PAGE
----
Communications Technology and Terrorism
Rafat Mahmood and
Michael Jetter ()
No 6995, CESifo Working Paper Series from CESifo Group Munich
By facilitating the flow of information in society, communications technology (CT; e.g., newspapers, radio, television, the internet) can help terrorists to (i) spread their message, (ii) recruit followers, and (iii) coordinate among group members. However, CT also facilitates monitoring and arresting terrorists. This paper formulates the hypothesis that a society’s level of CT is systematically related to terrorism. We introduce a simple theoretical framework, suggesting that terrorism first becomes more attractive with a rise in CT, but then decreases, following an inverted U-shape. Accessing data for 199 countries from 1970-2014, we find evidence for these predictions: Terrorism peaks at intermediate ranges of CT and corresponding magnitudes are sizeable. Our estimations control for a range of potentially confounding factors, as well as country- and year-fixed effects. Results are consistent throughout a battery of robustness checks and placebo regressions. Finally, we find no evidence of a potential reporting bias explaining our findings.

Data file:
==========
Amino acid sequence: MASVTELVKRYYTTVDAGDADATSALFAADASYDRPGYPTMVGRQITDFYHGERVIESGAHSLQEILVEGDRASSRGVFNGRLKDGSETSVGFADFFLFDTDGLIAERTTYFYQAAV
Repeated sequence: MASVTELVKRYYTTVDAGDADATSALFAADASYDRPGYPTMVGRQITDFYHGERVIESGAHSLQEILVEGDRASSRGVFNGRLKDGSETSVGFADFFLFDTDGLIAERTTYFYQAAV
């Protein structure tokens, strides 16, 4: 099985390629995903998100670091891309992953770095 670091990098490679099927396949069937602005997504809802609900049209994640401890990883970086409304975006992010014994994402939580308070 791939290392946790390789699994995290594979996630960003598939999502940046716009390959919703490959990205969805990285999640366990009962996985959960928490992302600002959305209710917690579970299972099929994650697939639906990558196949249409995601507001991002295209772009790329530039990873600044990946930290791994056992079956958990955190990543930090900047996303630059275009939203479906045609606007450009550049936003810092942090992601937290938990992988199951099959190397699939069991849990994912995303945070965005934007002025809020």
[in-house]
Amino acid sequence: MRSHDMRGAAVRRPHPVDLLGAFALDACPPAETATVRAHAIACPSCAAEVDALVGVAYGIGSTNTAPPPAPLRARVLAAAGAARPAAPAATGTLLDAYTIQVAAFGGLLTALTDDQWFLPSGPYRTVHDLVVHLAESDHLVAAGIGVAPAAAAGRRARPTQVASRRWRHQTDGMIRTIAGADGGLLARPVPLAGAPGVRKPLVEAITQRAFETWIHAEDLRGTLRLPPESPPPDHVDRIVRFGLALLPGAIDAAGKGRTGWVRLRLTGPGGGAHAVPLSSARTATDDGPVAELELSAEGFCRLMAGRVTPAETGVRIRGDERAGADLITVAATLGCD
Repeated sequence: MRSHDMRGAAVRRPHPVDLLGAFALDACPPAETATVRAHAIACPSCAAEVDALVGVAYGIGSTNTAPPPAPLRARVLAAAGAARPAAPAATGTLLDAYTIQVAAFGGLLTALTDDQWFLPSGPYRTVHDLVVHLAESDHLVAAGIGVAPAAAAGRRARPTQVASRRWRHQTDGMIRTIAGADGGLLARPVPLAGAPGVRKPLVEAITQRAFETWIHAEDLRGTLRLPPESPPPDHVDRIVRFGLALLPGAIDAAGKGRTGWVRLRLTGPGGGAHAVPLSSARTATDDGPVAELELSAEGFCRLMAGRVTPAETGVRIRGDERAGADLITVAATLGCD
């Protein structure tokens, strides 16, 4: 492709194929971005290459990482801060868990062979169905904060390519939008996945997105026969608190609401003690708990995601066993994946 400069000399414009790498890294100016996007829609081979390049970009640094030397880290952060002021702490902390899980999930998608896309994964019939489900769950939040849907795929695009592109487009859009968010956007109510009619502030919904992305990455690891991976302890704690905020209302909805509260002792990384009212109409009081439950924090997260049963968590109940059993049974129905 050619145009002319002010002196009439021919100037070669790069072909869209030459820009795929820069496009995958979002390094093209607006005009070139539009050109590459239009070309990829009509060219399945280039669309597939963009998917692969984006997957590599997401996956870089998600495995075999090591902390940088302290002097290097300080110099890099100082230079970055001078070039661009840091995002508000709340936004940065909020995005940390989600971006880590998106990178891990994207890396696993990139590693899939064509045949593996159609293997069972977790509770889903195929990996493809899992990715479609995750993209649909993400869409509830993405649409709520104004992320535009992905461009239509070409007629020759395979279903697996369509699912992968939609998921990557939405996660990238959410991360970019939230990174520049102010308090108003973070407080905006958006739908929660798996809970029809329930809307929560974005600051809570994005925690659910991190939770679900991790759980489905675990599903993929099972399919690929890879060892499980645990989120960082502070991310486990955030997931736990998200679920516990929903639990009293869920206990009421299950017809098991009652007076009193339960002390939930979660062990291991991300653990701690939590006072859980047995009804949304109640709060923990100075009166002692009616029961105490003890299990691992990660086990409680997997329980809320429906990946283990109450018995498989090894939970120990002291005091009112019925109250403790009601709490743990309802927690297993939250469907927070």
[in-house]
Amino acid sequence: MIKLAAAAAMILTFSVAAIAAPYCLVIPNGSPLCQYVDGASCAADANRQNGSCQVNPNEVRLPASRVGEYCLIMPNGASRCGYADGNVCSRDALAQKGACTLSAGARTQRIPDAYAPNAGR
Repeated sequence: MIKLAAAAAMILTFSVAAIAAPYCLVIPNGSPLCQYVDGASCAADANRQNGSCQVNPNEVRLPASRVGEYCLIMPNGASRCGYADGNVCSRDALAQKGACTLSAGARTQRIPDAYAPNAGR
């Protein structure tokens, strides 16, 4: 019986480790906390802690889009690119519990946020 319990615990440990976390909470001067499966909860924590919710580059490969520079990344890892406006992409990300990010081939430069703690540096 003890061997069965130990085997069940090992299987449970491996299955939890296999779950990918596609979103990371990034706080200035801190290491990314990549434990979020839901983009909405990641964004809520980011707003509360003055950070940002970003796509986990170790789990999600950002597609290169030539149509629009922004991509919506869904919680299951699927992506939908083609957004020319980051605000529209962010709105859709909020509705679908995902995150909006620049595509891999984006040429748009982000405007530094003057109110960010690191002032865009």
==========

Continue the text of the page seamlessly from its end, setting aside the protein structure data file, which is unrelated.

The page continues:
Keywords: communications technology; GTD; information flows; terrorism; panel data (search for similar items in EconPapers)
JEL-codes: D74 D83 L82 L86 L96 P16 (search for similar items in EconPapers)
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Persistent link: https://EconPapers.repec.org/RePEc:ces:ceswps:_6995
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